Professor Angela Ndalianis

Angela Ndalianis is Professor in Screen Studies at Melbourne University. Her research interests include: film history and theory; genre studies, with expertise in the horror and science fiction genres; entertainment media and media histories; the contemporary entertainment industry and the convergence of films, video games, television, comic books and theme parks. Her current research explores the important role played by entertainment media in the advancement of robotics. Her publications include Neo-Baroque Aesthetics and Contemporary Entertainment (MIT Press 2004), Science Fiction Experiences (New Academia 2010), The Horror Sensorium; Media and the Senses (McFarland 2012) and The Contemporary Comic Book Superhero (editor, Routledge 2008).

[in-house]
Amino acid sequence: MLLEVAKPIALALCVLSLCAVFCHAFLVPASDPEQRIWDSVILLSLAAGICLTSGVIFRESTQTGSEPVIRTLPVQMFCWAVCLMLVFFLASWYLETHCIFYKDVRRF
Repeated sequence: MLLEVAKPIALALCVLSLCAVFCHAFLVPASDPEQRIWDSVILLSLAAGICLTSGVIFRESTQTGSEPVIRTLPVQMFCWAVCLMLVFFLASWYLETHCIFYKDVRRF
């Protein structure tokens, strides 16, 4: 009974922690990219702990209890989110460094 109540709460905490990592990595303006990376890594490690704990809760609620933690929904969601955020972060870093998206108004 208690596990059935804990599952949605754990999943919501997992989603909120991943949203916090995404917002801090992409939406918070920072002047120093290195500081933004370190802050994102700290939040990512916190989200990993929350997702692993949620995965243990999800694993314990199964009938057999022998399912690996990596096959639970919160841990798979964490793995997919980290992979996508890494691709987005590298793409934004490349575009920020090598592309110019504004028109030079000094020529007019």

She is currently completing two books: Batman: Myth and Superhero; and Robots and Entertainment Culture, has published numerous essays in refereed journals and anthologies, and is editor of the refereed journal Refractory: a Journal of Entertainment Media. She is a Fellow of the Futures of Entertainment Network (U.S), and was a Trustee of the National Gallery of Victoria between 2004-13. Between 2015-17 she will be the Hans Christian Andersen Academy's Visiting Professor, a position also affiliated with the University of Southern Denmark.

Qualifications

  • PhD (University of Melbourne, 1998)
  • Bachelor of Letters (University of Melbourne)
  • Bachelor of Arts (University of Melbourne)
  • Graduate Diploma in Education (University of Melbourne)
  • Diploma of Humanities (La Trobe University)